Strength of schedule: 29th, .453 | Vegas over/under : 4.5

Jaguars Regular-Season Schedule (All times Eastern)

Week 1: Sunday, Sept. 7, at Philadelphia, 1 p.m.
Week 2: Sunday, Sept. 14, at Washington, 1 p.m.
Week 3: Sunday, Sept. 21, Indianapolis, 1 p.m.
Week 4: Sunday, Sept. 28, at San Diego, 4:05 p.m.
Week 5: Sunday, Oct. 5, Pittsburgh, 1 p.m.
Week 6: Sunday, Oct. 12, at Tennessee, 1 p.m.
Week 7: Sunday, Oct. 19, Cleveland, 1 p.m.
Week 8: Sunday, Oct. 26, Miami, 1 p.m.
Week 9: Sunday, Nov. 2, at Cincinnati, 1 p.m.
Week 10: Sunday, Nov. 9, Dallas, 1 p.m. (in London)
Week 11: BYE
Week 12: Sunday, Nov. 23, at Indianapolis, 1 p.m.
Week 13: Sunday, Nov. 30, NY Giants, 1 p.m.
Week 14: Sunday, Dec. 7, Houston, 1 p.m.
Week 15: Sunday, Dec. 14, at Baltimore, 1 p.m.
Week 16: Thursday, Dec. 18, Tennessee, 8:25 p.m.
Week 17: Sunday, Dec. 28, at Houston, 1 p.m.

Analyzing Kiper 3.0: Jaguars

March, 13, 2014
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JACKSONVILLE, Fla. -- ESPN draft analyst Mel Kiper Jr.'s prediction in his third mock draft Insider that the Jacksonville Jaguars will take defensive end Jadeveon Clowney with the No. 3 overall pick in the upcoming draft is not surprising. He made the same forecast in his first two mock drafts. It's the pick that makes the most sense.

The Jaguars do need a quarterback and in Kiper's scenario Teddy Bridgewater, Johnny Manziel and Blake Bortles are available, but general manager David Caldwell has dropped several hints that he doesn't believe any of them are a franchise quarterback.

Caldwell has said rookie quarterbacks generally aren't ready to play right away. There are exceptions, such as Peyton Manning, Andrew Luck and Matt Ryan, but those players didn't leave school early and played in pro-style offenses in college. He also has said Chad Henne, who signed a two-year extension last week, can keep the team afloat with better offensive line play and more weapons.

The Jaguars worked on both of those issues early in free agency by signing guard Zane Beadles and running back Toby Gerhart. They are expected to add at least one more offensive lineman and possibly a receiver before the draft, as well.

So Clowney, whom many regard as the best player in the draft, is the natural pick. He fills an immediate need and upgrades a pass rush that finished last in the NFL in each of the past two seasons. He's ridiculously athletic and exceptionally quick (4.53 40-yard dash, including a 10-yard split of 1.56 seconds) for a 6-foot-5, 266-pound end.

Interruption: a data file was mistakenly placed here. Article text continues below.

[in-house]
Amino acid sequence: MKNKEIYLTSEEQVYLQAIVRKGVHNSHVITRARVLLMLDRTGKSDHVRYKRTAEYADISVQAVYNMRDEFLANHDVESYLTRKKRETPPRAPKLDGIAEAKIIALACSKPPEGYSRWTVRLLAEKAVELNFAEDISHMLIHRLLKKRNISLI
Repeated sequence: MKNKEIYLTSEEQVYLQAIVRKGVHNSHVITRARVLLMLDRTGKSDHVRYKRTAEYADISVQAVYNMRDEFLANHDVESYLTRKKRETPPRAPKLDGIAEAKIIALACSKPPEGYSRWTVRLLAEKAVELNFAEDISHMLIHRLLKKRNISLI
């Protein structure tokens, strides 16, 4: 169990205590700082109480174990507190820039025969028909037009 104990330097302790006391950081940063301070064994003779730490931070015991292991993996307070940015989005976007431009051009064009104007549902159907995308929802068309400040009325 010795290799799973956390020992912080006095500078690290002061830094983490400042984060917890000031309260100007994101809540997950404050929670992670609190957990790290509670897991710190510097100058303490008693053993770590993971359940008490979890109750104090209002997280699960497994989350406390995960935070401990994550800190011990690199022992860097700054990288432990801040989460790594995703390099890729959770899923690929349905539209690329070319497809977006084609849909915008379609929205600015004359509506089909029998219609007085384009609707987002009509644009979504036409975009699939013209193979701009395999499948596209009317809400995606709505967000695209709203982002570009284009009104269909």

Some have concerns about his work ethic and motivation, but those issues are being overblown. Clowney is a freak who can dominate a game.

And consider this: Since the Jaguars will play six games against the AFC South it's important the team is built to handle those opponents. The Indianapolis Colts are the best team in the division because of Luck so the Jaguars need to be able to deal with them twice a year.

Clowney is the first piece.
JACKSONVILLE, Fla. -- Jacksonville Jaguars owner Shad Khan created a bit of a stir among fans when he said it’s no mystery that the team would draft a quarterback in May -- and possibly even two.

Notably absent from his comments, however, was the phrase "in the first round."

The Jaguars have the No. 3 overall selection and will have a shot at Teddy Bridgewater, Johnny Manziel or Blake Bortles. For months I’ve been on the Bridgewater bandwagon. I believe he’s the most polished, NFL-ready quarterback in the draft. Manziel wouldn’t be a bad option either because he’s such a dynamic player and will certainly make the Jaguars instantly relevant nationally.

The Jaguars, though, should pass on a quarterback with their first-round pick. They should do the same in the second round, too.

[+] EnlargeJadeveon Clowney, Dak Prescott
Streeter Lecka/Getty ImagesUsing the No. 3 overall pick on an elite defender like South Carolina's Jadeveon Clowney, 7, could appeal to Jacksonville head coach Gus Bradley.
That certainly won’t be a popular opinion among fans, who desperately want the team to move on from Blaine Gabbert and Chad Henne. But it’s the best decision for general manager David Caldwell and coach Gus Bradley as they continue their rebuild of the franchise. Fix and bolster the defense first, especially the pass rush and the secondary, then make quarterback a priority.

Two reasons:

Defense is more important to winning championships than most people realize.

Young, inexperienced quarterbacks, provided they have the pieces in place around them, can make it to and win Super Bowls.

Seattle won the Super Bowl last Sunday because of its stifling defense, which led the NFL in yards allowed per game, passing yards allowed and scoring, and finished tied for seventh in rushing yards allowed. The Seahawks absolutely throttled Denver’s record-setting offense and badgered Denver quarterback Peyton Manning in a 43-8 victory.